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Tuesday, September 07, 2010

The Cherry Orchard

The Cherry Orchard was Chekhov's last play, but it was the first that I knew, studying it in my freshman year of college. Over the years I've come across it many times, seeing it twice in production. Chekhov called it a comedy, but it is, of couse, not quite that simple, and has an overwhelming sense of melancholy.

The play is heavy with symbolism, mostly dealing with the past, present and future of Russia. Lyubov, an aristocrat, left her estate in Russia five years earlier, grieving over the drowning death of her son. She returns when the estate is in danger of foreclosure. Her brother, Leonid, a well-meaning but head-in-the-clouds type (he is constantly playing an imaginary game of billiards) is no help. She has her youngest daughter, Anya, in tow, and hopes that she marries a rich man. Her adopted daughter, Varya, who tends to dress like a nun, is the head housekeeper.

Varya is waiting for a proposal from Lopakhin, who was once a serf on Lyubov's estate. He has become quite wealthy, and has a suggestion for her on how to keep her land--lease it out for summer cottages. But this would mean the chopping down of her beloved cherry orchard, which to her represents her lost childhood. But in the grand scheme of things, it represents a way of life that is dying. Leonid scoffs at Lopakhin's suggestion--the cherry orchard is mentioned in the encyclopedia!

Lopakhin represents a certain kind of future for Russia. The serfs were a class of people who were owned as slaves, but were given their freedom in 1861 and allowed to own their own land and make money. But another side of Russia's future is embodied in Trofimov, the tutor, a perpetual student and a proto-Bolshevik. He tells Lopakhin what he thinks of him: "You're a wealthy man, and before long you'll be millionaire; and in so far as a wild beast is necessary because it devours everything in its path and so converts one kind of matter into another, you are necessary also."

Trofimov then has a long speech condemning the upper class, and by 1917 his words would become gospel: "Here in Russia, very few people have started to work. Nearly all the members of the intelligentsia that I know care for nothing, do nothing, and are still incapable of work." He then tells Anya, whom he loves: "The whole world of Russia is our orchard. The earth is great and beautiful and there are many, many wonderful planes on it. Just think, Anya: your grandfather, your great-grandfather, and all your forefathers were serf owners--they owned living souls. Don't you see human beings gazing at you from every cherry tree in your orchard, from every leaf and every tree-trunk, don't you hear voices? They owned living souls--and it has perverted you all, those who came before you, and you who are living now, so that your mother, your uncle and even you yourself no longer realize that you're living in debt, at other people's expense, at the expense of people you don't admit further than your kitchen."

There are certain parallels to the situation during Reconstruction in the American South that has led directors to set the play there, with black actors playing Lopakhin. It's an easy leap, but not entirely a correct one, as we find out when Lopakhin buys the cherry orchard at auction. No ex-slave, in one generation, could have possibly become rich enough and or had the power to buy the plantation on which he toiled, as the powers that be made sure of that.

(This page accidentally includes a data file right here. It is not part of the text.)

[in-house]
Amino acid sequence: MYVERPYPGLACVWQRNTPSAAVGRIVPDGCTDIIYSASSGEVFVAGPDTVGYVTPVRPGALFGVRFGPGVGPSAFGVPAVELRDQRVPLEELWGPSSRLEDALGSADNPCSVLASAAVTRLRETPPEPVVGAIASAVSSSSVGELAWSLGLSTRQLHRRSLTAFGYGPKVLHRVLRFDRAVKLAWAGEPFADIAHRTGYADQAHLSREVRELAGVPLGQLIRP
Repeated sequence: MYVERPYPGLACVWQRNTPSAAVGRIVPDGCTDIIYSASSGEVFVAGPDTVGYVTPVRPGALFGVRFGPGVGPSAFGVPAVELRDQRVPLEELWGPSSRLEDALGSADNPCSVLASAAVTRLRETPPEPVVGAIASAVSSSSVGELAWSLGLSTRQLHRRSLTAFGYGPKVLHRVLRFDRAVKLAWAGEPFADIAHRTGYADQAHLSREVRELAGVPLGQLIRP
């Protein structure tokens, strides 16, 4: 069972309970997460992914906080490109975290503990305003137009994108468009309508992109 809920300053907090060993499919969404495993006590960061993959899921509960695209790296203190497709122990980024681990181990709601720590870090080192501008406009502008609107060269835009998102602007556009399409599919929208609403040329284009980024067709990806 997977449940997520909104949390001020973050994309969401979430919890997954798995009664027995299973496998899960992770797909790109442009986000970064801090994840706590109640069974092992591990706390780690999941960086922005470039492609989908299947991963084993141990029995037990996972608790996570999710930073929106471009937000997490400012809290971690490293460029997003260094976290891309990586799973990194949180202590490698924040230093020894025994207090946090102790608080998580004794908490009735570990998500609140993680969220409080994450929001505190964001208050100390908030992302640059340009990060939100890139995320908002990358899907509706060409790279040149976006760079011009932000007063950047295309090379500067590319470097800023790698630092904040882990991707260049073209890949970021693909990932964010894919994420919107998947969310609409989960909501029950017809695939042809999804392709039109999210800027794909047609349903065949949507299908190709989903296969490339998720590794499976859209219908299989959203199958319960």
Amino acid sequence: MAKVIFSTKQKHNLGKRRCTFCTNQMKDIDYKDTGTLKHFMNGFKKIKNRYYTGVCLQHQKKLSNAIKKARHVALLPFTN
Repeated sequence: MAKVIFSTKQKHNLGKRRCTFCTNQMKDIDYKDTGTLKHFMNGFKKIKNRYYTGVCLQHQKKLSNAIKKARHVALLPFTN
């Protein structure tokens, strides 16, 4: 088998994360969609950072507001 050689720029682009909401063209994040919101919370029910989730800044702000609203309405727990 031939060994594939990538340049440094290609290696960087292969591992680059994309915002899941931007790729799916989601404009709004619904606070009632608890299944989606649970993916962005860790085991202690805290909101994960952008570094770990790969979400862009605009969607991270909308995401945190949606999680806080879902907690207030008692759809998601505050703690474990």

The scene in which Lopakhin announces his purchase is my favorite of the play. He is such a great character--a man who knows all of these people, but will always be an outsider. He is told that he should marry Varya, but really he is in lovewith Lyubov, and he does the thing that destroys her. When he finally says that he will propose to Varya he can't do it. Instead, he has the cherry orchard fall to the ax. He tells everyone how he outbid someone else at a ball, and he is drunk, both from cognac and from realizing an impossible dream. But by buying the land he seems to have given up on any sense of personal happiness.

Lyubov and her brother are maddening characters--they are like children, who are repeatedly told that they will lose their land but do nothing to prevent it. Leonid keeps saying he's a man of the 80s (1880s, that is), and Lyubov is happy to allow her servants to dote on her. One of them is Firs, an ancient fellow who, when freed back in '61, thought it was a terrible thing, and refused to accept freedom. He is the last character on stage, left alone when the house is abandoned, the sound of the ax is in the distance. He putters across stage, mumbles, and then dies, with a sound intoning, which Firs said he heard before when the serfs were freed. I love Chekhov's description of it: "Suddenly a distant sound is heard, coming as if out of sky, like the sound of a string snapping, slowly and sadly dying away."

That's a specific description, but the sound has varied in the productions I've seen. Just recently I watched two on a DVD from the BBC. One was from 1962, with Peggy Ashcroft as Lyubov and John Gielgud as Leonid. Judi Dench was Anya and Ian Holm was Trofimov. The sound in this production, which was very good, was more like a chime. The DVD also had a production from 1981, this time with Dench as Lyubov, and the sound was more like I imagined--a guitar string snapping, perhaps.

This is a beautiful play, full of characters who wear their hearts on their sleeves. If you ever see that a college or local theater group is putting on it, I urge you to see it.

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